As with my other tarts I must point you in the direction of this post for the pastry recipe. I urge you to make the pastry at home, since it will turn out a lot better and will provide you a glowing satisfaction. Once again, I apologise that you must venture elsewhere for a pastry recipe, but including it each time would have killed me a little bit inside.

Pumpkin Pie

Makes 1 pumpkin pie, 9 inches in diameter


• Short-crust pastry according to my own recipe

• 450g pumpkin flesh

• 2 eggs plus 1 egg yolk

• 1 tbsp black treacle

• 75g soft dark brown sugar

• 1tsp ground cinnamon

• ½ tsp ground nutmeg

• ½ tsp ground allspice

• ½ tsp ground cloves

• ½ tsp ground ginger

• 275ml double cream


1. Pre-heat the oven to 180C. Cook the pumpkin flesh in a lidded saucepan with a little water for about 15 minutes. Blend the resultant stewed pumpkin in a food processor.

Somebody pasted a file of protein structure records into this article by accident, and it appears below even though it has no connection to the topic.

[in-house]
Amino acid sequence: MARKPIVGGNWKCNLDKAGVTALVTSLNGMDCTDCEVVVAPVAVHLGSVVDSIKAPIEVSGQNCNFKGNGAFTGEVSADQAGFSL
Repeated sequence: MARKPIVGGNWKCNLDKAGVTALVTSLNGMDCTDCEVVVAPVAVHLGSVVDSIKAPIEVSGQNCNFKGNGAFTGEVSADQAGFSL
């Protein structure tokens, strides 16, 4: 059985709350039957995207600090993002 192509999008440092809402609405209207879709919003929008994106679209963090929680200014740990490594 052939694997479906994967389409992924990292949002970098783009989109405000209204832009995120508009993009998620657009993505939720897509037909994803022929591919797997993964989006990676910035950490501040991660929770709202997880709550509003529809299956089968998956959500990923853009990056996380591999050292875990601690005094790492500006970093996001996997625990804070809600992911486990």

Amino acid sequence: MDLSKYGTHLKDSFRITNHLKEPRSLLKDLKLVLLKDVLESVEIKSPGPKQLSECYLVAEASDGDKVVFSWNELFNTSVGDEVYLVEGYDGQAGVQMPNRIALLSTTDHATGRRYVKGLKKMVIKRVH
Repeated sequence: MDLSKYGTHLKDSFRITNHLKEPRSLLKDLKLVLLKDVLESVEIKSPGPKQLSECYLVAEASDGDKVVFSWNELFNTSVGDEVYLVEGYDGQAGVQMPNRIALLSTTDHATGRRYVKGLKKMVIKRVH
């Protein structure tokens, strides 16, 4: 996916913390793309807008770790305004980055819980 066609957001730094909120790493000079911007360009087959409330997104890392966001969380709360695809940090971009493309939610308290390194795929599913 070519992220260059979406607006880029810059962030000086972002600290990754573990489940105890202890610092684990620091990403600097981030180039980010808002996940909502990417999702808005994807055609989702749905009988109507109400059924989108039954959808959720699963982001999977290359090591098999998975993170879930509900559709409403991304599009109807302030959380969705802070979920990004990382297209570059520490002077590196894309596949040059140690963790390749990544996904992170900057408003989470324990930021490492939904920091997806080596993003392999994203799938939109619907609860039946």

2. Gently whisk the eggs in a large bowl. Pour the black treacle into a saucepan before adding the sugar, spices and cream. Bring this to a simmer and lightly whisk in order to bring it all together. Pour this mixture over the eggs, add the pumpkin puree and whisk once more in order to give the filling a uniform consistency.

3. Pour three quarters of the filling into the already blind-baked pastry case, return the case to the oven before adding the rest of the filling. This will avoid spillages. Bake for 35-40 minutes, by which time it will have set, but still have a slight wobble in the centre. If it has cracked it has been slightly overcooked. Leave to cool for a couple of hours, serve chilled with an optional scoop of crème fraîche.